Friday, January 24, 2014

Philippine Literature: The Phenomenon of "Woman With Horns"

I'm calling this a "phenomenon" because this is a case where a story has taken on a life of its own.

I'm referring to one of the first stories I wrote "Woman With Horns."This was inspired by a woman in Cebu, where I was born and grew up in. This woman was rumored to have horns. When we ran into her, the older folks would whisper that she hid her horns under her bulging hairdo.

This story stayed with me and later on, when I started experimenting with short story writing, one of my women characters was a sexy turn-of-the century widow rumored to have horns. The short story, "Woman With Horns" was part of my first short story collection (Woman With Horns and Other Stories), published by New Day in 1982.

I was later surprised to find out that Wikipedia has a page about this short story, and I quote:

"Woman With Horns is a short story written by Filipino writer Cecilia Manguerra Brainard. The story was first published in Focus Philippines in 1984 and is part of the author's first short story collection, Woman With Horns and Other Stories (New Day Publishers, 1987). The title refers to a fictional character named Agustina Macaraig, an Ubecan widow, rumored to have horns. Brainard's character was inspired by fanciful folklore from Cebu, Philippines,where she grew up in and which inspired her to create the setting of many of her stories - Ubec, which is Cebu backwards.

The story is set in 1903 a year after the tumultuous Philippine-American War. America was busy sending American administrators to their newly acquired colony in the Pacific. One of those who went to the "Islands" and who ended up in Ubec was a New York doctor and widower, Gerald McAllister. As the Public Health Director of Ubec, he carries on with his duties of establishing a vaccination program to stop a cholera epidemic. His initial meeting of the beautiful and sensual widow, Agustina Macaraig, disturbs and irritates the doctor. It is his assistant, Dr. Jaime Laurel, who reminds him that life is more than work: "Friend, you don't know how to enjoy life. Look at the sun turning red, getting ready to set spectacularly. It is a wonderful afternoon, you walk with a friend, you talk about beautiful women, about life..." (from Wikipedia)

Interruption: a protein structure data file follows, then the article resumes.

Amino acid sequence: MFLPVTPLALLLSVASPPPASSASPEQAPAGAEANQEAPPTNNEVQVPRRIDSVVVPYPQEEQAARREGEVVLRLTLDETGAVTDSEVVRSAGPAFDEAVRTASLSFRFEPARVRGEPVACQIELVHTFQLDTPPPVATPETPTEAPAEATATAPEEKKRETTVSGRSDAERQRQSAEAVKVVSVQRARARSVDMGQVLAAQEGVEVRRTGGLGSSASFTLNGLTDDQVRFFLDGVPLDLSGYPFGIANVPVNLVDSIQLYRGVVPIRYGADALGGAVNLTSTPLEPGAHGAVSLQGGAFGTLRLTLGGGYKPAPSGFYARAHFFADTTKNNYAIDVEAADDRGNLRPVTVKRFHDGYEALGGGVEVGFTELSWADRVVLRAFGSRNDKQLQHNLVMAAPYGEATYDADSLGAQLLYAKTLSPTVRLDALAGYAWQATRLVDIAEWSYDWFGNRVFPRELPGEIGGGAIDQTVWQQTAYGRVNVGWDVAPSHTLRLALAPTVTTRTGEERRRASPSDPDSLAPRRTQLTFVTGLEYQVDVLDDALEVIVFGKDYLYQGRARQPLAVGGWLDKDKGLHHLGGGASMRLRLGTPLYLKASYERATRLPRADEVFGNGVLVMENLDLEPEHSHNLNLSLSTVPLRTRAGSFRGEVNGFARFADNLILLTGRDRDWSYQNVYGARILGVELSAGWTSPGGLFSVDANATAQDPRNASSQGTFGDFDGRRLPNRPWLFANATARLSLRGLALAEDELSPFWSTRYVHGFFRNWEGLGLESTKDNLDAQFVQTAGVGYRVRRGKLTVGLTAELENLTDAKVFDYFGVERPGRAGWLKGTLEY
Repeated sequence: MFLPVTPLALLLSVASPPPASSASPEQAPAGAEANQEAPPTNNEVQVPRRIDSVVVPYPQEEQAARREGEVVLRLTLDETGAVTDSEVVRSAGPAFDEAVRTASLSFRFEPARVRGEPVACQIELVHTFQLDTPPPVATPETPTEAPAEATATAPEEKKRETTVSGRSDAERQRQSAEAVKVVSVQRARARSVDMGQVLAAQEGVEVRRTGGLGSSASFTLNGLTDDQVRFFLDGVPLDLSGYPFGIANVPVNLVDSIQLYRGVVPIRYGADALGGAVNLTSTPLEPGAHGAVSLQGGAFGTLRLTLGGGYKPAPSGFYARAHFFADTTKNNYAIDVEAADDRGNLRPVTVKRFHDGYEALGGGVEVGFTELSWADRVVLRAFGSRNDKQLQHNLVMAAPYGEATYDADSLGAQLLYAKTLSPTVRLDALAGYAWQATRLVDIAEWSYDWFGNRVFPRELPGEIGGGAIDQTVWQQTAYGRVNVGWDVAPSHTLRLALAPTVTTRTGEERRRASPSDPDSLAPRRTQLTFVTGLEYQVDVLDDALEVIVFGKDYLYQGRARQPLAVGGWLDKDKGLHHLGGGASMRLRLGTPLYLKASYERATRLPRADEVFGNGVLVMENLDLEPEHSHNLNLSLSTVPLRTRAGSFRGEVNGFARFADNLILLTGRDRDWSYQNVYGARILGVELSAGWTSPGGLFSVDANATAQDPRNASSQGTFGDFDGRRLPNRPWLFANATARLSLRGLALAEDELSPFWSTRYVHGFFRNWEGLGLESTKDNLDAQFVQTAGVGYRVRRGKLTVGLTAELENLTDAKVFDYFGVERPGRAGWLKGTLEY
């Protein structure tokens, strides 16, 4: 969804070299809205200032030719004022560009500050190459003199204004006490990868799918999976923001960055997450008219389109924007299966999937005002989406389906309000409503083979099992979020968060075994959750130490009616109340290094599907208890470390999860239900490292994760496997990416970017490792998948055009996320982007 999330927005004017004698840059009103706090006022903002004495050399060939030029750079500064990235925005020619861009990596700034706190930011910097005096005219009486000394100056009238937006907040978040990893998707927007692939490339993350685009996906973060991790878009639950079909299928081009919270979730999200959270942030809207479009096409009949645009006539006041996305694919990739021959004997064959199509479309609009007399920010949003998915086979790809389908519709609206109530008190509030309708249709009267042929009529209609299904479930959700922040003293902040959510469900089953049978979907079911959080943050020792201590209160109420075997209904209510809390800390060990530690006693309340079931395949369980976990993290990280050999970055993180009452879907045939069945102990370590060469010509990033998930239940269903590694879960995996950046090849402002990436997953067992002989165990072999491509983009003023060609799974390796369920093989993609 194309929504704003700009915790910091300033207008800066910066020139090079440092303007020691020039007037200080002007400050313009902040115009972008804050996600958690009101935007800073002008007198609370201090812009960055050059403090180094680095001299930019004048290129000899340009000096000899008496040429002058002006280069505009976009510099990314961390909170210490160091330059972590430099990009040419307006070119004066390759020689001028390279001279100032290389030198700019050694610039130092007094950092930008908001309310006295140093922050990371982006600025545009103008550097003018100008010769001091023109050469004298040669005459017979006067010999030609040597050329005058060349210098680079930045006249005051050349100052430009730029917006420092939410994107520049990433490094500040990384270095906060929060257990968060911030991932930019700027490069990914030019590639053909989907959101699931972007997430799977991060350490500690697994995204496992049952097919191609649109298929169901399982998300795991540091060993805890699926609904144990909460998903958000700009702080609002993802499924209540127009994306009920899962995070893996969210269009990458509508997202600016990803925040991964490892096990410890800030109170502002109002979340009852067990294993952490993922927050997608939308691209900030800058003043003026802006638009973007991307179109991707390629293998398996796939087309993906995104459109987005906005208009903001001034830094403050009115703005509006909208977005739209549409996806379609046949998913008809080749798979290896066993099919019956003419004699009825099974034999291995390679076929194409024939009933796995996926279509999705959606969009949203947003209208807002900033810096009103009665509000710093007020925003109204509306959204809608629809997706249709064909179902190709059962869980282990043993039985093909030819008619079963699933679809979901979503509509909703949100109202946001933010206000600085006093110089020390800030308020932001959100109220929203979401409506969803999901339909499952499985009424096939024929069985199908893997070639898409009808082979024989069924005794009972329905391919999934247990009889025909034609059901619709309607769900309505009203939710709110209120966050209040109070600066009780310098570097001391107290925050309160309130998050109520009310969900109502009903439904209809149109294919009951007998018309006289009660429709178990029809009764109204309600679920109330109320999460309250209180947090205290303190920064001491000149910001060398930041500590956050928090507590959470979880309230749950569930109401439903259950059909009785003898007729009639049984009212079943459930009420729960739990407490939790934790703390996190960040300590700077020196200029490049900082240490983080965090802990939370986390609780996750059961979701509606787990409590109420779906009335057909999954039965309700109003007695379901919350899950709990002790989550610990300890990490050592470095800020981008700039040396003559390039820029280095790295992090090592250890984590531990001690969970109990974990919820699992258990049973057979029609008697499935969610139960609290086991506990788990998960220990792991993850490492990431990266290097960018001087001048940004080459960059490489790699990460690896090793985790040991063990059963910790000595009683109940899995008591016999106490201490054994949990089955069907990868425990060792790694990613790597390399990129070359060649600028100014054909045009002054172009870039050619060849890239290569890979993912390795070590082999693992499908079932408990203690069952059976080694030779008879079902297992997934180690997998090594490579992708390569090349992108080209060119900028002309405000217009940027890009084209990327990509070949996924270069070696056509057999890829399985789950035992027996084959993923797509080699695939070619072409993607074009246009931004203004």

It is Agustina Macaraig who eventually teaches Gerald McAllister to love and live once more."

Further, I also discovered Enotes about "Woman With Horns", which made me realize the story is used in classrooms.

Recently, I learned that there are two student film adaptions of "Woman With Horns"!

The first one was uploaded on YouTube on September 30, 2011.

A second film adaptation was uploaded on January 21, 2014, along with a separate video of "bloopers." The students of Professor Mar Anthony Mendoza at the University of Santo Tomas made this video adaptation.

 I am amused, dear Readers.

 Do watch the films. They have an energy that comes not just from the story, but from the love that the teachers and students have for the story.

Better yet, read the short story and the other inter-related stories (such as  "The Black Man in the Forest").

Oh - another thing, technically, those who made these adaptations should have asked for my permission for copyright reasons, but I'll this matter slide since these were done by professor and students for educational purposes.


P.S. If you Google "Woman With Horns images", one of the pictures that pops up is this one. That's me at the 2011 reading in Long Beach, California with Mike Buckley and his parents.

And I want these eyeglasses!

Links relating to "Woman With Horns":

Mar Anthony Mendoza's film adaptation of "Woman With Horns"
"Woman With Horns"Bloopers re Mendoza Production 
The 2011 Student film adaptation of "Woman With Horns 
Wikipedia's page on "Woman With Horns"
Enotes on "Woman With Horns"

Read also
The Black Man in the Forest


No comments: